(exhausted             6                     8                     )
>                    294                69,041
4th count: Paterson's 530 votes distributed
Gibbs                 84 (16.3)          4,504   06.5
Newell                60 (11.7)         18,544   26.9
Sims                  57 (11.1)          1,116   01.6
Blunt *              113 (21.9)         28,416   41.2
Caldicott            201 (39.0)         16,438   23.8
(exhausted            15                    23                     )
>                    530                69,041
5th count: Sims's 1,116 votes distributed
Gibbs                179 (16.3)          4,683   06.8
Newell               139 (12.6)         18,683   27.1
Blunt *              562 (51.1)         28,978   42.0
Caldicott            220 (20.0)         16,658   24.1
(exhausted            16                    39                     )
>                  1,116                69,041
6th count: Gibbs's 4,683 votes distributed
Newell             1,555 (33.8)         20,238   29.4
Blunt *              800 (17.4)         29,778   43.2
Caldicott          2,245 (48.8)         18,903   27.4
(exhausted            83                   122                     )
>                  4,683                69,041
7th count: Caldicott's 18,903 votes distributed
NEWELL            14,426 (77.4)         34,664   50.5
Blunt *            4,202 (22.6)         33,980   49.5
(exhausted           275                   397                     )
>                 18,903                69,041   00.5    07.1 to ALP

If two candidates are tied at the end of the process, the Electoral Commissioner casts the deciding vote. In practice, however, a recount would almost certainly be requested by an unsuccessful candidate.

Exhausted preferences

The exhausted counts correspond to votes that ought to be informal, if strictly following the rules above, but were deemed to have expressed some valid preferences. The Electoral Act has since been amended to almost eliminate exhausted votes.

Section 268(1)(c) of the Commonwealth Electoral Act 1918 now has the effect of making the vote of any elector that does not preference every candidate on the ballot paper an informal vote as opposed to counting the vote until the voter's preference exhausts.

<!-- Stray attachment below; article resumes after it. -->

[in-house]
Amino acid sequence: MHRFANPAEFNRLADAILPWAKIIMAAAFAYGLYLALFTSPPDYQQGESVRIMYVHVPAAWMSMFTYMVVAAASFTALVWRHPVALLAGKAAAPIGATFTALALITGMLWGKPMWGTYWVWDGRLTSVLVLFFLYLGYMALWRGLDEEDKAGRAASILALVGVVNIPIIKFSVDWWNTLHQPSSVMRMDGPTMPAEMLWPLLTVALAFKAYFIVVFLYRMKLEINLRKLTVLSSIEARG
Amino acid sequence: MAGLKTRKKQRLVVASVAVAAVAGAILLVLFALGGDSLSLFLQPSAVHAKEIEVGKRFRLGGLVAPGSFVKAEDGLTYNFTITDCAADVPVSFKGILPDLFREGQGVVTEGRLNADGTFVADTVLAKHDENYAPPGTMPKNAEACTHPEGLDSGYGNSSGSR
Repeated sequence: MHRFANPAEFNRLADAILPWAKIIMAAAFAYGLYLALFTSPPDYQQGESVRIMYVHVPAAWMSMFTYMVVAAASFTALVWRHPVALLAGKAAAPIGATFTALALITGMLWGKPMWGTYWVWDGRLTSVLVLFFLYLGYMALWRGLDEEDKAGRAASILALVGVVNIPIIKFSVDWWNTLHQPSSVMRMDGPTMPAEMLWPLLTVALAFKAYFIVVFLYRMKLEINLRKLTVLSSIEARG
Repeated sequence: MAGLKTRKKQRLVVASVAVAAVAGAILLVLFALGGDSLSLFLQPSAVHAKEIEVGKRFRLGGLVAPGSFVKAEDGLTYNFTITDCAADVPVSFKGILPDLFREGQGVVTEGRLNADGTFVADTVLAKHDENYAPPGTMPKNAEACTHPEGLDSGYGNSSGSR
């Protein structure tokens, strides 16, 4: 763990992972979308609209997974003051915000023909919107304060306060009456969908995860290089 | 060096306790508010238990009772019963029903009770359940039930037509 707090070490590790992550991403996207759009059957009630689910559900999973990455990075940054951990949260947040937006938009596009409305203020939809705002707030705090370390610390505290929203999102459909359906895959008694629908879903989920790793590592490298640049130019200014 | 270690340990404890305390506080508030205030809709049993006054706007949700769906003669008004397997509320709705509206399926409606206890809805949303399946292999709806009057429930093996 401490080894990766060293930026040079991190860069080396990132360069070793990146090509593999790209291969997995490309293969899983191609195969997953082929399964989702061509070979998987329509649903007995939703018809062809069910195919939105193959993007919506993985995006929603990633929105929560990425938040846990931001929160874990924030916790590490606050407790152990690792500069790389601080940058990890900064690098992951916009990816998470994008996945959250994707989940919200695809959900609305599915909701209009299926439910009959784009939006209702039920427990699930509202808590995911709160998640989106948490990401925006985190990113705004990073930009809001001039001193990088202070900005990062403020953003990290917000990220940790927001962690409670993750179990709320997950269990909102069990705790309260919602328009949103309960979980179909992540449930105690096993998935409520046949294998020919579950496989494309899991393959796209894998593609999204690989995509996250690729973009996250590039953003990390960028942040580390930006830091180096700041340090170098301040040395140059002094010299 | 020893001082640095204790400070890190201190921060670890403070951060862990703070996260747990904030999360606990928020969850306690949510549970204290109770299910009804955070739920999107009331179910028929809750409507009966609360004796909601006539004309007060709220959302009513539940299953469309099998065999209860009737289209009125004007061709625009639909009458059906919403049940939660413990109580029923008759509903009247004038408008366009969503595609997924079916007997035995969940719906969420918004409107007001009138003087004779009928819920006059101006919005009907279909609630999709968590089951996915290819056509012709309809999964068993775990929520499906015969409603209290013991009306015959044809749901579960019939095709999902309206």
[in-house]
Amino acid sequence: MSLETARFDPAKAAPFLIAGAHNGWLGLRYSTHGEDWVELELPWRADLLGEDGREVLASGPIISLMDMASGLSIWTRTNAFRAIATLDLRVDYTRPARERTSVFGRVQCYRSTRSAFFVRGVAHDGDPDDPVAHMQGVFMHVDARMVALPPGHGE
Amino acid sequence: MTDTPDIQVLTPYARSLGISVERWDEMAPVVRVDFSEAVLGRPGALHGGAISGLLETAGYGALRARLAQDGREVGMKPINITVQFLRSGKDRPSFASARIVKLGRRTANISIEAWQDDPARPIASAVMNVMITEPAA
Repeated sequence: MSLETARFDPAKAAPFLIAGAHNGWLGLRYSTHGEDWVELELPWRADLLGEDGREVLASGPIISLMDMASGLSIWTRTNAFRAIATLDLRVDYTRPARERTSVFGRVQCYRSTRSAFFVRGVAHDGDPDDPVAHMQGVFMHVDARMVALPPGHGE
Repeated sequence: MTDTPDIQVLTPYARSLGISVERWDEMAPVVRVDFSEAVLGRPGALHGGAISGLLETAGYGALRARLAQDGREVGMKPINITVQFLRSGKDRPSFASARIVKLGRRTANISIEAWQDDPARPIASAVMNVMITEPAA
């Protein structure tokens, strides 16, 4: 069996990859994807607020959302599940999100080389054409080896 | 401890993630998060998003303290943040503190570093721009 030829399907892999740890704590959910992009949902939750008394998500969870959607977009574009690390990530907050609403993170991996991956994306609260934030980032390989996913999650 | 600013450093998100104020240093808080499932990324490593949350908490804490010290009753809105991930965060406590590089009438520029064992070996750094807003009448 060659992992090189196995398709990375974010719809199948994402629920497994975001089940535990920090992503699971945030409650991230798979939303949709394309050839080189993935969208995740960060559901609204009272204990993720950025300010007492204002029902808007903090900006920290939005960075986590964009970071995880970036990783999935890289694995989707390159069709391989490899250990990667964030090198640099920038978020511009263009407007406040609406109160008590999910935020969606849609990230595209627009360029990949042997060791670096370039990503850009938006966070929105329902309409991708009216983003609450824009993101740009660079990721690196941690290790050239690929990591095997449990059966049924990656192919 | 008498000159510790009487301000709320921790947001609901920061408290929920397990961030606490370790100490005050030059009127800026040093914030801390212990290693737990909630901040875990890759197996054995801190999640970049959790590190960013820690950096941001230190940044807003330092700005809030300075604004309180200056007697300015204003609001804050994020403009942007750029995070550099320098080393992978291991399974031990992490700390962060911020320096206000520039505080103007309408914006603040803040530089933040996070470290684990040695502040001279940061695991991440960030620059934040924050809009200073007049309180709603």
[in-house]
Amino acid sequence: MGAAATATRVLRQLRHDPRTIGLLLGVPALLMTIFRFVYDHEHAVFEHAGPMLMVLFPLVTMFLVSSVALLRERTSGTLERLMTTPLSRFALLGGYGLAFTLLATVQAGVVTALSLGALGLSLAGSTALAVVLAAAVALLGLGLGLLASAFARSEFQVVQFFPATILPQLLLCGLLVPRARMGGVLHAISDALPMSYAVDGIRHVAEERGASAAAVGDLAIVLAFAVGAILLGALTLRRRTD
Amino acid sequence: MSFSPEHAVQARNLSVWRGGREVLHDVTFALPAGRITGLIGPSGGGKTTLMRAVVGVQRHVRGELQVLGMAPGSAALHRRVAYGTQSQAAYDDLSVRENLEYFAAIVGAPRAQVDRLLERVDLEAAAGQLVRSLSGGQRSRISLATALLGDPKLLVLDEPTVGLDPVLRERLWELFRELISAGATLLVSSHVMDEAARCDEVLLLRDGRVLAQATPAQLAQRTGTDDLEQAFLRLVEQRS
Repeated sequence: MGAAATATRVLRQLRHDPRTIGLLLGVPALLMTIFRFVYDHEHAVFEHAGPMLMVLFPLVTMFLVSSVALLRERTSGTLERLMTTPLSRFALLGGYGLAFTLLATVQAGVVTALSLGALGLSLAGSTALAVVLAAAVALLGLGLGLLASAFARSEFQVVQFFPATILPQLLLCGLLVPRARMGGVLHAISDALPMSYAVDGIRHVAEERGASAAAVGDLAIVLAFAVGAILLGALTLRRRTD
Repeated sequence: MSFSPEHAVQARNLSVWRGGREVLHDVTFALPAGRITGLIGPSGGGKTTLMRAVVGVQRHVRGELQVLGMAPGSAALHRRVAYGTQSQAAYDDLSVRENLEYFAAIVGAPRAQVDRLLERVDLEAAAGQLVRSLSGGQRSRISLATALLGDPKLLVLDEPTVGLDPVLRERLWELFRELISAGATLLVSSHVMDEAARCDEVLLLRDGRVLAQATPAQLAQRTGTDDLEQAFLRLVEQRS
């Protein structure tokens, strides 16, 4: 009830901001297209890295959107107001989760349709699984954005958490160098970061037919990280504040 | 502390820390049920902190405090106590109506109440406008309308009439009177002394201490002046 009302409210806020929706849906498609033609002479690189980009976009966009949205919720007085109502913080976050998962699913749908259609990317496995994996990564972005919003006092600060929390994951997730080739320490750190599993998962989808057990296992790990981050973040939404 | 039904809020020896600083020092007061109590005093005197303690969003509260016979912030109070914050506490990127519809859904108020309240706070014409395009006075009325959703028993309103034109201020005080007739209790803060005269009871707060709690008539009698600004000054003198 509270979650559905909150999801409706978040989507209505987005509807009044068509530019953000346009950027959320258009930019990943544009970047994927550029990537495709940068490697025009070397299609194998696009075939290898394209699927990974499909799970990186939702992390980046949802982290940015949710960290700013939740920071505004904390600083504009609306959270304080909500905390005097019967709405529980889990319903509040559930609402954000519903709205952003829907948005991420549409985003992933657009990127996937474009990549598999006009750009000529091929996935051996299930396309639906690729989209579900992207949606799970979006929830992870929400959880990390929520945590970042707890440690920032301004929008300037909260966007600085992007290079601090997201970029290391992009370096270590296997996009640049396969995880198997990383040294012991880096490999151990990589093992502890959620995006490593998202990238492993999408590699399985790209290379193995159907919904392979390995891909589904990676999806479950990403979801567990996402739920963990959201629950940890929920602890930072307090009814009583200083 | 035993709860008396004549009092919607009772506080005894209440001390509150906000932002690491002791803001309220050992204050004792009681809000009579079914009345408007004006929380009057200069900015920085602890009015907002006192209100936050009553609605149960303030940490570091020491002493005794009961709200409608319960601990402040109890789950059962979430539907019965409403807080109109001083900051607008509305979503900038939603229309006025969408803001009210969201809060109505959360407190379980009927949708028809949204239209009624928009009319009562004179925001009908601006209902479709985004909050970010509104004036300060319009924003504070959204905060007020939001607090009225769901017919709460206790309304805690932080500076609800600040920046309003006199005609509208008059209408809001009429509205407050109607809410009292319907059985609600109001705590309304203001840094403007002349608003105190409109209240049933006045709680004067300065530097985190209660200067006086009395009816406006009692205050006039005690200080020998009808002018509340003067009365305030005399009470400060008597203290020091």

Two-party majorities, swings and pendulums

Since 1984 the preferences of all candidates in House of Representatives seats have been distributed, even if this is not necessary to determine the winner of the seat. This is done to determine the percentage of the votes obtained by the winning candidate after the distribution of all preferences. This is called the two-party-preferred vote. For example, if (in the example given above), Smith finished with 58% of the vote after the distribution of Johnson's preferences, Smith's two-party vote would be 58% and the seat would be said to have a two-party majority of 8%. It would therefore need a two-party swing of 8 percentage points to be lost to the other side of politics at the next election.

Once the two-party majorities in all seats are known, they can then be arranged in a table to show the order in which they would be lost in the event of an adverse swing at the next election. Such tables frequently appear in the Australian media and are called election pendulums or sometimes Mackerras pendulums after the political scientist Malcolm Mackerras, who popularised the idea of the two-party vote in his 1972 book Australian General Elections.

Here is a sample of the federal election pendulum from the 2001 election, showing some of the seats held by the Liberal-National Party coalition government, in order of their two-party majority. A seat with a small two-party majority is said to be a marginal seat or a swinging seat. A seat with a large two-party majority is said to be a safe seat, although "safe" seats have been known to change hands in the event of a large swing.

Seat State Majority Member Party
HINKLER Qld 00.0 Paul Neville NPA
SOLOMON NT 00.1 Dave Tollner Lib
ADELAIDE SA 00.2 Hon Trish Worth Lib
CANNING WA 00.4 Don Randall Lib
DOBELL NSW 00.4 Ken Ticehurst Lib
PARRAMATTA NSW 01.1 Ross Cameron Lib
McEWEN Vic 01.2 Fran Bailey Lib
PATERSON NSW 01.4 Bob Baldwin Lib
HERBERT Qld 01.6 Peter Lindsay Lib
RICHMOND NSW 01.6 Hon Larry Anthony NPA
DEAKIN Vic 01.7 Philip Barresi Lib
EDEN-MONARO NSW 01.7 Gary Nairn Lib
HINDMARSH SA 01.9 Hon Christine Gallus Lib


The boundaries of Australian electoral constituencies are drawn up by the Australian Electoral Commission, an independent statutory authority, completely independent of political considerations. Members of Parliament and political parties may make submissions to the Commission on proposed new boundaries, but any interference with the Commission's deliberations would be a serious offence.